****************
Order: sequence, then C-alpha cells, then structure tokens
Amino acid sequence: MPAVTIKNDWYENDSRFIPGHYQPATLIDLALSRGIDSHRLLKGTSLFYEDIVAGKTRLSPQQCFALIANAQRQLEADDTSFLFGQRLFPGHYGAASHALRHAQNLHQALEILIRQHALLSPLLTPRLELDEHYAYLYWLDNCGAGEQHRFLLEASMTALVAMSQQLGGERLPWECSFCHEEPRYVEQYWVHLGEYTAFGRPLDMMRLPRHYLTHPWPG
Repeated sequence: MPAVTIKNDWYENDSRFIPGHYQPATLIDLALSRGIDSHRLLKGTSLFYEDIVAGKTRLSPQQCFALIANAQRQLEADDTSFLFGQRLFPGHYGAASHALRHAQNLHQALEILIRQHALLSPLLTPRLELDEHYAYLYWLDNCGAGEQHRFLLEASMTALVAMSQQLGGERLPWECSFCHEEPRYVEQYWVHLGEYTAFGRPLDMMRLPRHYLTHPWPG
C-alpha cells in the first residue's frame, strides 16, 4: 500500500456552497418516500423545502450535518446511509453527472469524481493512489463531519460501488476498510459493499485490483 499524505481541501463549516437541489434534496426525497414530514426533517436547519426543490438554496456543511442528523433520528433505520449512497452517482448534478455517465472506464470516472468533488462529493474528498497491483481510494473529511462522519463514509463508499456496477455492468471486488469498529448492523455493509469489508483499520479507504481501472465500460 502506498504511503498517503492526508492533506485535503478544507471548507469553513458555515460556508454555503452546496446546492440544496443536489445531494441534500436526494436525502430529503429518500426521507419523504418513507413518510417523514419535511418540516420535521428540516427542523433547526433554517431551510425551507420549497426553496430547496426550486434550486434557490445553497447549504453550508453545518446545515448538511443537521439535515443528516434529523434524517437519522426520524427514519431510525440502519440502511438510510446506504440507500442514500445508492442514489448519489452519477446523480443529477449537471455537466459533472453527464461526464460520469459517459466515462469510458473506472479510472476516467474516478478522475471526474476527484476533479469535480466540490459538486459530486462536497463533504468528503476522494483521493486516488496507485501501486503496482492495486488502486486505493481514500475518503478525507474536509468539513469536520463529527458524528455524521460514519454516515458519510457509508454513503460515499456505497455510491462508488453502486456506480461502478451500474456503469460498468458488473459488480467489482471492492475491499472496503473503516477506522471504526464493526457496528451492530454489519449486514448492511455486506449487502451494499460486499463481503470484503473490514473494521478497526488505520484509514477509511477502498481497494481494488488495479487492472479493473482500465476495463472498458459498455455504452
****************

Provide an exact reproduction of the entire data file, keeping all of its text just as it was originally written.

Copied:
Order: sequence, then C-alpha cells, then structure tokens
Amino acid sequence: MPAVTIKNDWYENDSRFIPGHYQPATLIDLALSRGIDSHRLLKGTSLFYEDIVAGKTRLSPQQCFALIANAQRQLEADDTSFLFGQRLFPGHYGAASHALRHAQNLHQALEILIRQHALLSPLLTPRLELDEHYAYLYWLDNCGAGEQHRFLLEASMTALVAMSQQLGGERLPWECSFCHEEPRYVEQYWVHLGEYTAFGRPLDMMRLPRHYLTHPWPG
Repeated sequence: MPAVTIKNDWYENDSRFIPGHYQPATLIDLALSRGIDSHRLLKGTSLFYEDIVAGKTRLSPQQCFALIANAQRQLEADDTSFLFGQRLFPGHYGAASHALRHAQNLHQALEILIRQHALLSPLLTPRLELDEHYAYLYWLDNCGAGEQHRFLLEASMTALVAMSQQLGGERLPWECSFCHEEPRYVEQYWVHLGEYTAFGRPLDMMRLPRHYLTHPWPG
C-alpha cells in the first residue's frame, strides 16, 4: 500500500456552497418516500423545502450535518446511509453527472469524481493512489463531519460501488476498510459493499485490483 499524505481541501463549516437541489434534496426525497414530514426533517436547519426543490438554496456543511442528523433520528433505520449512497452517482448534478455517465472506464470516472468533488462529493474528498497491483481510494473529511462522519463514509463508499456496477455492468471486488469498529448492523455493509469489508483499520479507504481501472465500460 502506498504511503498517503492526508492533506485535503478544507471548507469553513458555515460556508454555503452546496446546492440544496443536489445531494441534500436526494436525502430529503429518500426521507419523504418513507413518510417523514419535511418540516420535521428540516427542523433547526433554517431551510425551507420549497426553496430547496426550486434550486434557490445553497447549504453550508453545518446545515448538511443537521439535515443528516434529523434524517437519522426520524427514519431510525440502519440502511438510510446506504440507500442514500445508492442514489448519489452519477446523480443529477449537471455537466459533472453527464461526464460520469459517459466515462469510458473506472479510472476516467474516478478522475471526474476527484476533479469535480466540490459538486459530486462536497463533504468528503476522494483521493486516488496507485501501486503496482492495486488502486486505493481514500475518503478525507474536509468539513469536520463529527458524528455524521460514519454516515458519510457509508454513503460515499456505497455510491462508488453502486456506480461502478451500474456503469460498468458488473459488480467489482471492492475491499472496503473503516477506522471504526464493526457496528451492530454489519449486514448492511455486506449487502451494499460486499463481503470484503473490514473494521478497526488505520484509514477509511477502498481497494481494488488495479487492472479493473482500465476495463472498458459498455455504452